Welcome to the Anthropocene: the epoch in Earth’s history where humans became weather makers, future eaters, planet gamblers. Globally, 2015…
Don’t worry, more nitrates are not a problem says the HB Regional Council. But consider this story …
Sandra Finnie, a reporter for farmer-oriented Straight Furrow (hardly an ultra-green propaganda sheet!), tried to go fishing on her favourite South Canterbury river recently.
As she reports in the 26 March issue of her newspaper, she couldn’t. The river was full of massive amounts of algae, which she was experienced enough to recognise as cyanobacteria — the toxic blue green algae that kills dogs from time to time along the Tukituki. Of course, she couldn’t fish.
She came back two days later and took samples. These she described to scientists at the Cawthron Institute, NZ’s premium water research outfit.
Cawthron’s senior scientist in the Freshwater Group, John Hayes, said: “Science has found that contrary to what people thought in the past, cyanobacteria is stimulated by nitrogen and deteriorating water quality is central to the cyanobacteria build-up.” He said that cyanobacteria was exacerbated by low flows and farming. He added that if dams didn’t provide ample flushing flows, cyanbacteria would build up even more.
[Note, when do you need the flushing most? At the same time demand is greatest for irrigation takes. Let’s ponder who will get the water … the river or the irrigators?]
Finnie next went to Dr Susie Wood, also at Cawthron, and considered a world authority on cyanobacteria. Pointing to high nitrate levels as the big driver of toxic algae blooms, she said: “Our approach is at the moment we are being reactive but we need to be proactive and look at land use practices. Potentially, this is having big impacts on our fresh water ecosystems.”
[I must note that the HB Regional Council in its wisdom insists that — even with a many-fold increase in nitrates in the Tukituki projected from intensified farming due to the proposed dam — the algae problem in the Tuki is attributable only to phosphorus run-off, and hence acceptable nitrate limits can actually be raised and left essentially unregulated. Uh huh!]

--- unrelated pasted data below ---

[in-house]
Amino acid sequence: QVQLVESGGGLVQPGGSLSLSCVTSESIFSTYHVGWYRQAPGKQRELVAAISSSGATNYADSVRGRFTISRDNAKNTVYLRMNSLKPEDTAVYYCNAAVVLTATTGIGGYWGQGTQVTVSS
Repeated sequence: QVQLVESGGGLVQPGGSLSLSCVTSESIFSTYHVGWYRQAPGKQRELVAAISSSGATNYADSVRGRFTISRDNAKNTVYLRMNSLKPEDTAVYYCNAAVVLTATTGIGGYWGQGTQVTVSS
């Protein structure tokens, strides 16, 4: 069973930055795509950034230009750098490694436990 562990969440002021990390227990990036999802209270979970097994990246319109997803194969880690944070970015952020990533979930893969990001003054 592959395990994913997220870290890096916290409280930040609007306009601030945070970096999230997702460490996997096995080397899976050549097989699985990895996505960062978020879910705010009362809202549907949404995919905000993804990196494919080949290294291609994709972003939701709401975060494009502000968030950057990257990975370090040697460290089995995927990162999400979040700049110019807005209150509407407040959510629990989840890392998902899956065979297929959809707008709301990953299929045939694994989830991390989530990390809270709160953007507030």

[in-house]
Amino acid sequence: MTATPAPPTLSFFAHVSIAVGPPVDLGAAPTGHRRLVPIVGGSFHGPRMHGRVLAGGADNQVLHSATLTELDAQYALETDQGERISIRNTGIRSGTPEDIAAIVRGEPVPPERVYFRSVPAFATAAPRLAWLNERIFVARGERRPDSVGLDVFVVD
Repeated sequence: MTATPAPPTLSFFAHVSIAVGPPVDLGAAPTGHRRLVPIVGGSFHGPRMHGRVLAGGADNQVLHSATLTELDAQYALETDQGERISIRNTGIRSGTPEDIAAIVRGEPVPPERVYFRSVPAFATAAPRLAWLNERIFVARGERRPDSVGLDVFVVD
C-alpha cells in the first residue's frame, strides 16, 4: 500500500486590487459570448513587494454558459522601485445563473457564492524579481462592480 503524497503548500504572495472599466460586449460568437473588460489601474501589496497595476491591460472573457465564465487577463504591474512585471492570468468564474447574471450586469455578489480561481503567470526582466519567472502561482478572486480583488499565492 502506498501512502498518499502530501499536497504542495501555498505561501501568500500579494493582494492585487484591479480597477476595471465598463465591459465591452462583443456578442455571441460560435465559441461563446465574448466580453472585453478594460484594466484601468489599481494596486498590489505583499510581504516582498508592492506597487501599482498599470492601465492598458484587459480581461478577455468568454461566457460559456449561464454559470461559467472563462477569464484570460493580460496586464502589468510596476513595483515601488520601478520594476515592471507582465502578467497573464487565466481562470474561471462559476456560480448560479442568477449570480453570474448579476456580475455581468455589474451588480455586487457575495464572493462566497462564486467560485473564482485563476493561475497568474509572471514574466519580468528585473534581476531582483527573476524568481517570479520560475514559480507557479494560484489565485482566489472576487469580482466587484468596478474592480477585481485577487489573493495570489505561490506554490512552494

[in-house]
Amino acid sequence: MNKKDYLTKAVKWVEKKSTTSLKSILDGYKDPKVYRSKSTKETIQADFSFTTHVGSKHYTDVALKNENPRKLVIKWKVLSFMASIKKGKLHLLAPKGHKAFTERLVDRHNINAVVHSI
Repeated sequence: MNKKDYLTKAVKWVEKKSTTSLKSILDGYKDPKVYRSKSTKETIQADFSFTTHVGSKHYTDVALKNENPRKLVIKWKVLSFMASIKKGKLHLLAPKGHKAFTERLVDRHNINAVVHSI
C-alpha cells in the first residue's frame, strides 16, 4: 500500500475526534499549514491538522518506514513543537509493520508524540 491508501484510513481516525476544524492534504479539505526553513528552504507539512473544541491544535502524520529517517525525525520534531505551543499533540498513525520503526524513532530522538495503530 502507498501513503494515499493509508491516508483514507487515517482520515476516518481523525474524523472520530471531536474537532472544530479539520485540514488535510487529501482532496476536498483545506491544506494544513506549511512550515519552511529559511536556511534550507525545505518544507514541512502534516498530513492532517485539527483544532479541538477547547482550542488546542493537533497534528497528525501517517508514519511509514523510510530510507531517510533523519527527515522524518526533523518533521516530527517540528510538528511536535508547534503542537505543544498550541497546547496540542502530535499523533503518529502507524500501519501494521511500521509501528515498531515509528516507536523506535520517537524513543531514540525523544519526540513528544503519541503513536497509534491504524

Back to Dr Wood, who says: “We now know these toxins can accumulate in aquatic organisms. The next step is look at higher up the food chain because no one else has done this.” She adds that in Canterbury it is only good luck that people have not been seriously harmed, and that many who get sick after swimming in a river probably don’t realise that algae is the cause of their sickness. In that region, 60 dogs have died in the past five years from ingesting toxic algae.
Reporter Finnie then moved on to Dr Dave Kelly, a fresh water quality specialist at Environment Canterbury, who keeps in regular contact with Dr Wood. He agreed with her comments about nitrates and said: “Susie’s research shows that high nitrates are potentially the big driver and it is cause for concern. There is no doubt about it if nitrogen continues to be used. It affects recreational use of rivers and it disflavours fish.”
But, as noted, our Regional Council stubbornly dismisses the need to regulate nitrates.
Because if they had to impose nitrate mitigation measures (and associated costs) on irrigators who are farming more intensively as a result of the dam, they would render the dam even more economically unattractive, farm by farm, than it already is. Did I say “unattractive’? I meant not financially viable.
So the HB Regional Council says, “Nitrates … no worries … not a problem here.”
Good luck on that one, HBRC. Issues like these need to be examined right here under the watchful and informed eyes of the people of Hawke’s Bay, who, as the ones directly affected, can then decide whether or not to give this project a mandate.
Just one of many reasons why this dam proposal is not ready for prime time. Not ready for a hasty, imprudent call-in by the Environment Minister.
P.S. Hopefully our District Health Board will speak up on this one! They’re following the nitrate issue … too quietly for our health. The sign pictured at the top of this article is one of many currently posted along the Tukituki.